DNA Database – The Age of Innocence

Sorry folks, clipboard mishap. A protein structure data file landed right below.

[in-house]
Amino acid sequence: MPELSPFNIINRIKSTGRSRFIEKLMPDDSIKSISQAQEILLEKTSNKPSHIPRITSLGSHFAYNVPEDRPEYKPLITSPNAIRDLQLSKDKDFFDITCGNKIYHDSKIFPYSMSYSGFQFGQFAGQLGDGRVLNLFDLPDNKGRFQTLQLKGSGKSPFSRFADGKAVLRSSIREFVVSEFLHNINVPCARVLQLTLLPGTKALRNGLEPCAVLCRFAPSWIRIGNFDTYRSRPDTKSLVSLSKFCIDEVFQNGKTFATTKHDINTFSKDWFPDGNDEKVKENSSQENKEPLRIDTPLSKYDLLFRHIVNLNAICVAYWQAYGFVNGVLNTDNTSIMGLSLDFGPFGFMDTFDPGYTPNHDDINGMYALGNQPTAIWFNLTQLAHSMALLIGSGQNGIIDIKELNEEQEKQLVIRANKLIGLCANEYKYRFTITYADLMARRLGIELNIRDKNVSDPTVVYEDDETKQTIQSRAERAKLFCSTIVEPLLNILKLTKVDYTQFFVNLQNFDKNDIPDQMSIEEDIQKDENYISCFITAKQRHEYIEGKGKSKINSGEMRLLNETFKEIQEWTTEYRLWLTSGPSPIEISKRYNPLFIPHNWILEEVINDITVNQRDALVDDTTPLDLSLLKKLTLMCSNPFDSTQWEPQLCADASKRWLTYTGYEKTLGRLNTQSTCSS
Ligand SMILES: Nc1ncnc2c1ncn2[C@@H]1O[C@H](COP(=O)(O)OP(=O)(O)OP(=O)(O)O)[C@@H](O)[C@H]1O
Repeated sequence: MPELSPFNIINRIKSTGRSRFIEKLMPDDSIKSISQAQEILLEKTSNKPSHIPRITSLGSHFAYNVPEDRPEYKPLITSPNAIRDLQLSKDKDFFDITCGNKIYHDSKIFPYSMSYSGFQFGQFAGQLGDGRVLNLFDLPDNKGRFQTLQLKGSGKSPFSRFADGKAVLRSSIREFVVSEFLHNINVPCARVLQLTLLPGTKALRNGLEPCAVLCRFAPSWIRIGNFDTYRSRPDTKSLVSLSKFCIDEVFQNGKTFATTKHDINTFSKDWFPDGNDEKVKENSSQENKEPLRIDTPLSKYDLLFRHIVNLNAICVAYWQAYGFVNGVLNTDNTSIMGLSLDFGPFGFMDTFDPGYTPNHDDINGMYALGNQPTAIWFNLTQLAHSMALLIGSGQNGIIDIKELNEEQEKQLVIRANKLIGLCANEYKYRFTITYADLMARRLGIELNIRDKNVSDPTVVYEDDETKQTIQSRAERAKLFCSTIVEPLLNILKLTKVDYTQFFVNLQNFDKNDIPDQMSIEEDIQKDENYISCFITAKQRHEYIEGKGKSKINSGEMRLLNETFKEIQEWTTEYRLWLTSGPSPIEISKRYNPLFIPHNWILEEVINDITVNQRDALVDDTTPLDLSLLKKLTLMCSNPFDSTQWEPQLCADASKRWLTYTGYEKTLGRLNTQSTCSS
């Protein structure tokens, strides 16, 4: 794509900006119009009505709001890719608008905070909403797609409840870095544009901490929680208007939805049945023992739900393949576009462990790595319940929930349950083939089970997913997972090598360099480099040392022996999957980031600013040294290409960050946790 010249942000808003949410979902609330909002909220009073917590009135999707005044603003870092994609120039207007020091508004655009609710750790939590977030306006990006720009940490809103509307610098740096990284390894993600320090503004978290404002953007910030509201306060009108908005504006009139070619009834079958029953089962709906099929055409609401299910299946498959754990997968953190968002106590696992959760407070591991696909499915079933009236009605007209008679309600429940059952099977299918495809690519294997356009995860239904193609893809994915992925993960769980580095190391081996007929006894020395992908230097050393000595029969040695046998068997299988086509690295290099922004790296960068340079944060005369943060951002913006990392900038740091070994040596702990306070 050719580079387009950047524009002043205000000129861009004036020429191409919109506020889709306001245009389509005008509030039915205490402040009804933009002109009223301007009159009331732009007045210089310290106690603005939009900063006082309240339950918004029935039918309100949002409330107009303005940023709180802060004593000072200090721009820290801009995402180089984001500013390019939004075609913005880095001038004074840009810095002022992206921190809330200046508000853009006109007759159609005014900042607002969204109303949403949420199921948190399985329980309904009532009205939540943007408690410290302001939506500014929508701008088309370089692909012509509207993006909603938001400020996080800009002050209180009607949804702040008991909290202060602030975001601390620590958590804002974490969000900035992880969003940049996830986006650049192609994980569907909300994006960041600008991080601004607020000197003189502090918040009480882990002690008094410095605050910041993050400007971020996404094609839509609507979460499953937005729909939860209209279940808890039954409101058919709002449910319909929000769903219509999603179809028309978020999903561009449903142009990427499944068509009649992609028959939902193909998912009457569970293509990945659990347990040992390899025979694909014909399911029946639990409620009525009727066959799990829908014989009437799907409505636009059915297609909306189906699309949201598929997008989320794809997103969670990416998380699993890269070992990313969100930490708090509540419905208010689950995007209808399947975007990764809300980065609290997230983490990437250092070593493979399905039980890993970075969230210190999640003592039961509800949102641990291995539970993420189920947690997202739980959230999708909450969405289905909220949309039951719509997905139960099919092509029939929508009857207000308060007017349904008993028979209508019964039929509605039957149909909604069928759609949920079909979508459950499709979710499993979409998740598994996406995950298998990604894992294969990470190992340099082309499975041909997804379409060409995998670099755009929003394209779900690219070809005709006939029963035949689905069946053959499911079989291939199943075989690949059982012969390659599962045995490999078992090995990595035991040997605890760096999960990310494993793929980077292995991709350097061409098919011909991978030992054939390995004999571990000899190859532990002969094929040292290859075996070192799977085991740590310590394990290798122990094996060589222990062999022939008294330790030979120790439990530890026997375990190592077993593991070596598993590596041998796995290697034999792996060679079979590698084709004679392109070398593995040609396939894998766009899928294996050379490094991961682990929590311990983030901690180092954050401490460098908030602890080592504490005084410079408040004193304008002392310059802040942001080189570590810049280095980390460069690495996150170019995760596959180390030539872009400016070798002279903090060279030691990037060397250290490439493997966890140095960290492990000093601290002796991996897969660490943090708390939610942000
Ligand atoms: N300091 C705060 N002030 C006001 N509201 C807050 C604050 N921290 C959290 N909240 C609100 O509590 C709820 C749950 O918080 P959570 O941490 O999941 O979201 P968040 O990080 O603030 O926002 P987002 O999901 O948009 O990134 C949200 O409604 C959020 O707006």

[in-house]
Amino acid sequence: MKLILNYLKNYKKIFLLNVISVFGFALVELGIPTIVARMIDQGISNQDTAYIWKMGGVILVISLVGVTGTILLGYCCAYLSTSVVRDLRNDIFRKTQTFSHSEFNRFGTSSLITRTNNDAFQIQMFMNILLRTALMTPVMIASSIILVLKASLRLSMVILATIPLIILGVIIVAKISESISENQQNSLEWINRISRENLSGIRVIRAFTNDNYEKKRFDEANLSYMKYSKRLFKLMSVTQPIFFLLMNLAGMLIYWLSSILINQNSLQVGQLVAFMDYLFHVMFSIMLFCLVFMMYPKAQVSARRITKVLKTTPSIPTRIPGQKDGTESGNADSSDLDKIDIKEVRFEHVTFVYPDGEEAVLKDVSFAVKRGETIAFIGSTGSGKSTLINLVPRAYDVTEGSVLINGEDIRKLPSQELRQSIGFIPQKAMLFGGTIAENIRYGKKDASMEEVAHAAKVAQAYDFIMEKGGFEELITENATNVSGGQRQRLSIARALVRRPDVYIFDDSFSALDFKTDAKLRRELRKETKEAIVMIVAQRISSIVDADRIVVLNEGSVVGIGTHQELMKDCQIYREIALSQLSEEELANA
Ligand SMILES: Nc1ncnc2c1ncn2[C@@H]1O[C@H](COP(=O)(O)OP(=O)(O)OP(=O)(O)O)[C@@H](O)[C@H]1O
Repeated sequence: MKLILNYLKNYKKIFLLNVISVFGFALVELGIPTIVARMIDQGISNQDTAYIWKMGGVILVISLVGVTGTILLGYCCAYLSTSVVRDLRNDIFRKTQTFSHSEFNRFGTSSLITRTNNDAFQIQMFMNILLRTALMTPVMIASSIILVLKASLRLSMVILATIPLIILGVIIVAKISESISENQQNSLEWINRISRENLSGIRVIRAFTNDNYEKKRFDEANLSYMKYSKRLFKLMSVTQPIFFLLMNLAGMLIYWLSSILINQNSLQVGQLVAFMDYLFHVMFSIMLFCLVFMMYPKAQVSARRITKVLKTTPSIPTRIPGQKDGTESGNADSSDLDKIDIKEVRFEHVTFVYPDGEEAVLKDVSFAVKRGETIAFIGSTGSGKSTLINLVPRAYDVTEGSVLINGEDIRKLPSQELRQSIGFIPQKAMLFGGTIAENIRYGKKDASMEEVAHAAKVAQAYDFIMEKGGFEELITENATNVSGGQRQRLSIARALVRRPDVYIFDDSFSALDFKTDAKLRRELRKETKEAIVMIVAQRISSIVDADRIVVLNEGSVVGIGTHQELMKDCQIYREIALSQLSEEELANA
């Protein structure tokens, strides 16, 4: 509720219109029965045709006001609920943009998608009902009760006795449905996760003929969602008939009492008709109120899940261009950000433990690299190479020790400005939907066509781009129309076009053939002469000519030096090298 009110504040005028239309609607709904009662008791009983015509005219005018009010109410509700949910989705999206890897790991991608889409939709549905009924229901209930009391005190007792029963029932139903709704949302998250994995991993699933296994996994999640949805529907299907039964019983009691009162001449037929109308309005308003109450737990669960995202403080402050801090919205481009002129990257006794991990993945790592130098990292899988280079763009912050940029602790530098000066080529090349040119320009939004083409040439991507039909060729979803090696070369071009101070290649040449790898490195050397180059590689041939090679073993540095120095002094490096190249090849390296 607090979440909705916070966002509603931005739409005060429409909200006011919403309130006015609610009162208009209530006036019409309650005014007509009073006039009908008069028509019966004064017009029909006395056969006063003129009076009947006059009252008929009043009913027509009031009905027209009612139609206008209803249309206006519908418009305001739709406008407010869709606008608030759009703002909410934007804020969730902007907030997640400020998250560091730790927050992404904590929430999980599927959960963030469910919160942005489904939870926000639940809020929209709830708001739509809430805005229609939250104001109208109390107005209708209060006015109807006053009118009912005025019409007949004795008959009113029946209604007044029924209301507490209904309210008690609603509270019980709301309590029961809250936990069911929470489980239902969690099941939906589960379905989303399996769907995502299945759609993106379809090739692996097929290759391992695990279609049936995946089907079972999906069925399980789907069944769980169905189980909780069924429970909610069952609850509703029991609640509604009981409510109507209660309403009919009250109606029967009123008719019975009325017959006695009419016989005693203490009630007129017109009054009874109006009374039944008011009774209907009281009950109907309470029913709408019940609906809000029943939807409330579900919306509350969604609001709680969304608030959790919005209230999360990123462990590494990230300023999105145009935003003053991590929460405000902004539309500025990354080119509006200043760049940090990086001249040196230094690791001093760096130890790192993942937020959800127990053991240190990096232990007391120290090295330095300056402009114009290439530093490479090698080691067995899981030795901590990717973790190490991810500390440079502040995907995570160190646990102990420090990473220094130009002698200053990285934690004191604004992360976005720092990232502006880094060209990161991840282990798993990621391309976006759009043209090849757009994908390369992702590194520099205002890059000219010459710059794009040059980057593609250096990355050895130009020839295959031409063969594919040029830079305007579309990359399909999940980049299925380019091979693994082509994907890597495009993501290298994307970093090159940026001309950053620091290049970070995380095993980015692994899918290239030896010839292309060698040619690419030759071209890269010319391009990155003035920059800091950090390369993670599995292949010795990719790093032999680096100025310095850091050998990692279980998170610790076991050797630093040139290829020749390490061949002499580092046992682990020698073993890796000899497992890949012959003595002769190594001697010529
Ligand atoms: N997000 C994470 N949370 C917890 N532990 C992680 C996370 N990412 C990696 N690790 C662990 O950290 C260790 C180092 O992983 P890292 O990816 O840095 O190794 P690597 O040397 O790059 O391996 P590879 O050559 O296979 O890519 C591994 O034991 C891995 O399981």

The Government has today proposed new rules for the retention of DNA profiles and fingerprints on the police national DNA database.  The proposals, which are made in the context of a public consultation process (‘Keeping the Right People on the DNA Database’), come in the wake of the Marper judgment (4 December 2008). In Marper, the ECtHR held that a blanket policy under which fingerprints, cellular samples  and DNA profiles were indefinitely retained by the police constituted a disproportionate and, hence, unlawful interference with Article 8 rights to privacy. The new proposed rules aim to circumvent the problems posed by having a blanket indefinite retention policy by varying the length of time that data can be retained depending in the innocence of the suspect and the severity of the crime in respect of which they were arrested. Thus, the DNA profiles and fingerprints of individuals who are arrested but not convicted in respect of minor offences will be destroyed after a period of six years; individuals who are arrested but not convicted for more serious violent and sexual offences and terrorism-related offences will have to wait twelve years for their DNA profiles and fingerprints to be destroyed; individuals who are convicted of an imprisonable offence will have their DNA profiles and fingerprints retained indefinitely. The proposals have received a rebarbative response from civil liberties campaigners, many of whom had expected the Government to destroy some 850,000 DNA profiles, fingerprints and samples in response to the Marper judgment. Of course, the question has to be posed whether it can ever be a proportionate interference with privacy rights to retain data in respect of individuals whose guilt was never established in respect of the offence for which they were arrested and who must, in the circumstances, be deemed innocent. The Government’s answer to this question appears to be that the interference is justified because: (a) criminology research suggests that, over time, the retained data can be used to convict those ostensibly innocent individuals of subsequent crimes; and (b) accordingly, retention of the data will constitute a vital weapon in the fight against crime. The presumption underlying this answer appears to be that, in a statistically significant number of cases, individuals who appear to be innocent in respect of one crime are in fact destined to go on to commit crimes in the future, such that it is legitimate for their data to be retained for a relatively substantial period of time (either six or twelve years). Whilst the more nuanced approach to the retention of DNA profiles may be relatively well placed to survive a legal challenge in the domestic courts (see further the House of Lords judgment in Marper [2004] UKHL 39, [2004] 1 WLR 2196), it remains to be seen whether the ECtHR would regard that approach as falling within the four corners of the justification defence under Article 8(2).